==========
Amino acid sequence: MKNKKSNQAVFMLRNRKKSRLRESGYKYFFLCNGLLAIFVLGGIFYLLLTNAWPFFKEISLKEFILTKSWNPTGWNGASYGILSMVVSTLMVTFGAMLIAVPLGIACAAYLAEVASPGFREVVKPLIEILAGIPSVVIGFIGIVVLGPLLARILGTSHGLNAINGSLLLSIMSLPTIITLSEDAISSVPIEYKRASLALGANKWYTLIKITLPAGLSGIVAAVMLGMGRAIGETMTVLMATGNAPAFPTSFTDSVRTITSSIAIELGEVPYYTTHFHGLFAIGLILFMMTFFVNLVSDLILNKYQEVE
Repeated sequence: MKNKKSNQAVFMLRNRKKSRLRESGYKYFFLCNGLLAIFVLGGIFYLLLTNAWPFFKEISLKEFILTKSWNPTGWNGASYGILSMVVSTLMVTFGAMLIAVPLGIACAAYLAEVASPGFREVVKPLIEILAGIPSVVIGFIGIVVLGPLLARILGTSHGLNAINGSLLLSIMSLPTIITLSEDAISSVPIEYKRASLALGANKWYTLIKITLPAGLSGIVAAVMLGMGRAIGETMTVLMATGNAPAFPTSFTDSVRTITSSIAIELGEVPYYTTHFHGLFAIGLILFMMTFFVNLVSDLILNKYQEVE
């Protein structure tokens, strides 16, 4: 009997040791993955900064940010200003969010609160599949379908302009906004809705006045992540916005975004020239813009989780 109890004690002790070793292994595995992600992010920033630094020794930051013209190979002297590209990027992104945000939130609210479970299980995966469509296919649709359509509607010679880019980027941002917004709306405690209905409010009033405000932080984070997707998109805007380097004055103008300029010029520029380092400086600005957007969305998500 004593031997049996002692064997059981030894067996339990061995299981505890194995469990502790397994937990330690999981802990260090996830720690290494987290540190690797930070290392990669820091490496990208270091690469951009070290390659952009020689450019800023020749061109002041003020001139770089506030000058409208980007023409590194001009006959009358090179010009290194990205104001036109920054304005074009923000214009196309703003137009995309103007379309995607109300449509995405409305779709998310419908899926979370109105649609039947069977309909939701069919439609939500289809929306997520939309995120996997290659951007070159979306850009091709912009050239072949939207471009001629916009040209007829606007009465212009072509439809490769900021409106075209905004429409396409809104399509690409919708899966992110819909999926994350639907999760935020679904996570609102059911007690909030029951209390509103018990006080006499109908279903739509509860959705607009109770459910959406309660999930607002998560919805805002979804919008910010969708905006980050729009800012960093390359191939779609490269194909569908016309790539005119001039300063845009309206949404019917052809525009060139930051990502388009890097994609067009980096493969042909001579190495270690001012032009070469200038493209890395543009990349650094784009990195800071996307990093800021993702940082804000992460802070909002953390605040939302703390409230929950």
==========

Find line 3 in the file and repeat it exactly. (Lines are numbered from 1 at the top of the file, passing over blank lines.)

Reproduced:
């Protein structure tokens, strides 16, 4: 009997040791993955900064940010200003969010609160599949379908302009906004809705006045992540916005975004020239813009989780 109890004690002790070793292994595995992600992010920033630094020794930051013209190979002297590209990027992104945000939130609210479970299980995966469509296919649709359509509607010679880019980027941002917004709306405690209905409010009033405000932080984070997707998109805007380097004055103008300029010029520029380092400086600005957007969305998500 004593031997049996002692064997059981030894067996339990061995299981505890194995469990502790397994937990330690999981802990260090996830720690290494987290540190690797930070290392990669820091490496990208270091690469951009070290390659952009020689450019800023020749061109002041003020001139770089506030000058409208980007023409590194001009006959009358090179010009290194990205104001036109920054304005074009923000214009196309703003137009995309103007379309995607109300449509995405409305779709998310419908899926979370109105649609039947069977309909939701069919439609939500289809929306997520939309995120996997290659951007070159979306850009091709912009050239072949939207471009001629916009040209007829606007009465212009072509439809490769900021409106075209905004429409396409809104399509690409919708899966992110819909999926994350639907999760935020679904996570609102059911007690909030029951209390509103018990006080006499109908279903739509509860959705607009109770459910959406309660999930607002998560919805805002979804919008910010969708905006980050729009800012960093390359191939779609490269194909569908016309790539005119001039300063845009309206949404019917052809525009060139930051990502388009890097994609067009980096493969042909001579190495270690001012032009070469200038493209890395543009990349650094784009990195800071996307990093800021993702940082804000992460802070909002953390605040939302703390409230929950």